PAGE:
If you fancy a spot of dancing, why not give country a whirl?

Everyone seems to be chasing a way to stay fit and healthy and have fun at the same time.

By The Newsroom
Monday, 12th September 2016, 2:01 pm
Updated Thursday, 15th September 2016, 4:04 pm

Slogging it out at the gym doesn’t appeal to everyone and it’s less appealing to walk or run outdoors in autumn.

If you ask local Scottish country dancers what you should try, they will give you a quick answer.

The Falkirk branch of The Royal Scottish Country Dance Society (RSCDS) is one of the largest in the UK, outside the major cities.

It’s been running for more than 80 years and has maintained a healthy membership with beginners sessions, regular classes, weekly ceilidhs and live band, large-scale dances.

It is also the Falkirk branch which runs a weekend-long dance at the Crieff Hydro Hotel, attracting over 350 participants.

So if you’re thinking about taking up the hobby, you’re in a good place to start.

George Stevenson, secretary of the local branch said: “It’s very cheap, you don’t need any special equipment and, as a charity, we can subsidise the cost of the classes – encouraging people to try Scottish country dancing.

“The main thing about Scottish country dancing is it combines exercise with keeping an active mind.

“There are hundreds and hundreds of dances, some with very intricate patterns.

“You have to remember the steps and your footwork.

“It’s also very good exercise, low impact and good for balance, not to mention social too!”

In 2010, researchers at the University of Strathclyde studied 70 women, aged between 60 and 85.

Half were Scottish country dancers, the rest participated in activities such as swimming, walking, golf and keep-fit classes.

The women were assessed on their strength, stamina, flexibility and balance.

They all compared favourably with the average fitness levels for women in their age range.

However, the Scottish country dancers were shown to have more agility, stronger legs and were able to walk more briskly than people who took part in other forms of exercise.

And research from the University of Cumbria, published in January 2014, suggested that participating in Scottish country dancing could reduce ageing.

It also helps to prevent dementia thanks to the cognitive skills needed to memorise steps and formations.

Gillian Wilson, executive officer of the Royal Scottish Country Dance Society, said: “There is increasing evidence of the positive health benefits associated with Scottish country dancing.

“Research suggests that it could delay the ageing process and scientists have found that older women who regularly take part are fitter than those of the same age who do other exercise.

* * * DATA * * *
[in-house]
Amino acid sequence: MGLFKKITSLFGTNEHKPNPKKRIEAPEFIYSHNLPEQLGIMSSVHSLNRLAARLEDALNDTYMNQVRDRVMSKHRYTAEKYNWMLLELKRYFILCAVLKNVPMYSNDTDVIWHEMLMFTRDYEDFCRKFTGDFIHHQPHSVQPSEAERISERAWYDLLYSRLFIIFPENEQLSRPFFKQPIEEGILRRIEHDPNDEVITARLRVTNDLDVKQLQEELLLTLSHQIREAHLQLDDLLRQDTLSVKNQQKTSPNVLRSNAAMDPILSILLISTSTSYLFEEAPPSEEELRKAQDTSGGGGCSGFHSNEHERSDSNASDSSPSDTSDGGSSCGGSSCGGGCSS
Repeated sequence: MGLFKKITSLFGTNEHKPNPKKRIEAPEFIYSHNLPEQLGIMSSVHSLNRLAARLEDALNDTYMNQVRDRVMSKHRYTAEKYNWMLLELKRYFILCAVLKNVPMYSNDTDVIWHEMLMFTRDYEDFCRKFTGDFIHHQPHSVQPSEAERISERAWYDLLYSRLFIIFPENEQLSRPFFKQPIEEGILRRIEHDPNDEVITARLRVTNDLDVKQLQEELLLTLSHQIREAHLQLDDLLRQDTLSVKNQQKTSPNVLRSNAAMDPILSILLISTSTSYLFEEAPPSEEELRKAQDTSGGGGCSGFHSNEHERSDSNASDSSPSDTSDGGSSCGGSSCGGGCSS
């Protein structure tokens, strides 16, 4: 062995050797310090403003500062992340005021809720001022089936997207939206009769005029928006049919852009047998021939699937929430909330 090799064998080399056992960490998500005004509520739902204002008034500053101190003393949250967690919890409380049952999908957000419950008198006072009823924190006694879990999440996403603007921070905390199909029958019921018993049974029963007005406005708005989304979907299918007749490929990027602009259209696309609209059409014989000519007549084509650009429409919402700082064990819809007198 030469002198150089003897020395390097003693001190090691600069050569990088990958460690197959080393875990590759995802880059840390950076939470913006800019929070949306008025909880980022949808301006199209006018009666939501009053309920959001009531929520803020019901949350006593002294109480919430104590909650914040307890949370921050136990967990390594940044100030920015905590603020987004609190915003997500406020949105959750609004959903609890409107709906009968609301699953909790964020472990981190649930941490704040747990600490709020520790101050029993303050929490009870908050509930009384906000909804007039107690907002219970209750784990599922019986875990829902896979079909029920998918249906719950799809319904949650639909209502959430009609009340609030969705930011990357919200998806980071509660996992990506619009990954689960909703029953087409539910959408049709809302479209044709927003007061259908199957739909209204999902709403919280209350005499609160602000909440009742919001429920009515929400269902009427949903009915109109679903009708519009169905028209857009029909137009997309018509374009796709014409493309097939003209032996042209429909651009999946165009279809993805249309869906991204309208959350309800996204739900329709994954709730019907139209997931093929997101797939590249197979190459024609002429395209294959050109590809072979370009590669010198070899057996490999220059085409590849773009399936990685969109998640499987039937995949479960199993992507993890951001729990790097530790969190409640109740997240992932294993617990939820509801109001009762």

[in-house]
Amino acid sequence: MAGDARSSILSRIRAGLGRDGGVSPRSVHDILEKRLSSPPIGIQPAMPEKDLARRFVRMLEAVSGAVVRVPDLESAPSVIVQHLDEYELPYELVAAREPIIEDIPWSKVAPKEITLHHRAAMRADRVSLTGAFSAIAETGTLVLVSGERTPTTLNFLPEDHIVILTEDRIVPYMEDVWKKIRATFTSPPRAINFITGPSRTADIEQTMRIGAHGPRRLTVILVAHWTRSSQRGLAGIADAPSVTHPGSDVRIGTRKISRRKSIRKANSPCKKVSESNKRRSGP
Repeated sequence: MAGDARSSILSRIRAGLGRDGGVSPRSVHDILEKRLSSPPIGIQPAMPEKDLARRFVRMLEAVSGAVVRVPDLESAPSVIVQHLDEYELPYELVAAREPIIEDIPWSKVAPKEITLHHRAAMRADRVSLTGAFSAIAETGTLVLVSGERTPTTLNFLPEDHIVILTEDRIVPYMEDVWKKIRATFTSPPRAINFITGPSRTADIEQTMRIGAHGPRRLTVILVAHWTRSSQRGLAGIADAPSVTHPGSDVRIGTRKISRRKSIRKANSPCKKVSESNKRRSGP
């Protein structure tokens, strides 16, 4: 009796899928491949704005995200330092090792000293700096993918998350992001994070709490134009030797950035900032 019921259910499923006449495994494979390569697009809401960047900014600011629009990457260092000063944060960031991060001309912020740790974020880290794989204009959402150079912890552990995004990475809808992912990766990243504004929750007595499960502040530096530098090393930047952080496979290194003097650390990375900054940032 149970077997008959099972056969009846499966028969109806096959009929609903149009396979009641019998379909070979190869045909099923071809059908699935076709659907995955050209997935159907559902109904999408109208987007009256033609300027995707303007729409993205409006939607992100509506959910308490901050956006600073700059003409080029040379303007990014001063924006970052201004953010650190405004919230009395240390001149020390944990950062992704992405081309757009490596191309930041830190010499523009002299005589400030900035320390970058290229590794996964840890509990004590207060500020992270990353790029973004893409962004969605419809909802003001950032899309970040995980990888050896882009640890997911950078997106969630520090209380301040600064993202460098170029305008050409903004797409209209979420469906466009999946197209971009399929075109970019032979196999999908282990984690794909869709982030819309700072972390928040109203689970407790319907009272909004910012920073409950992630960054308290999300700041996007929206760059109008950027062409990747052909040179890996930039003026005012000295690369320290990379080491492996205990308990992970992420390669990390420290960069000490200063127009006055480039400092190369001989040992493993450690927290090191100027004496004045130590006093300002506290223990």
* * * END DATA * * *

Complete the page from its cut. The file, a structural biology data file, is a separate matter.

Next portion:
“The RSCDS is actively building on these scientific findings and spreading the message that dancing has a positive impact on social, mental and physical health.

“Scottish country dancing provides an opportunity to exercise the body and the mind in sociable company.

“You do not need any special equipment except a pair of light shoes.”

The Falkirk branch has worked hard to promote itself and encourage new members in recent years.

It also runs a free six-week taster block for new dancers and hour-long beginners classes run prior to regular sessions.

George added: “The beginners’ classes offer really gentle instruction and cater for all abilities.

“It’s totally non-judgemental and more experienced dancers will join in to help out.

“But making mistakes is all part of the fun, and it’s all about having fun and enjoying it.”

Young and old dancing a jig

The Royal Scottish Country Dance Society is dedicated to promoting Scottish country dance.

It has a world-wide network of branches and affiliated groups from as far afield as Argentina, Australia, Barbados, Belgium, Japan and the Ukraine.

Branches and affiliated groups are the grass roots organisations that run classes, provide training and host social events at a local level.

Since 1947, Her Majesty the Queen has been RSCDS patron, the Royal title having been bestowed by King George VI.

One new initiative from the society is to encourage more young people to take up the dance.

Jigs and Reels is a progressive programme of Scottish country dances for teachers who want to inspire children and young people.

It includes a book of lesson plans, designed to meet the needs of the Curriculum for Excellence, a CD of the music and a DVD illustrating each dance.

Classes in Falkirk for everyone from beginner to experienced are re-starting this month following the summer holidays so it’s an ideal time to start!

Sessions run throughout the week in Grangemouth, Larbert, Polmont and Laurieston.

For a full list of class times and venues, visit www.rscds-falkirk.org.uk or for more information, email George at [email protected]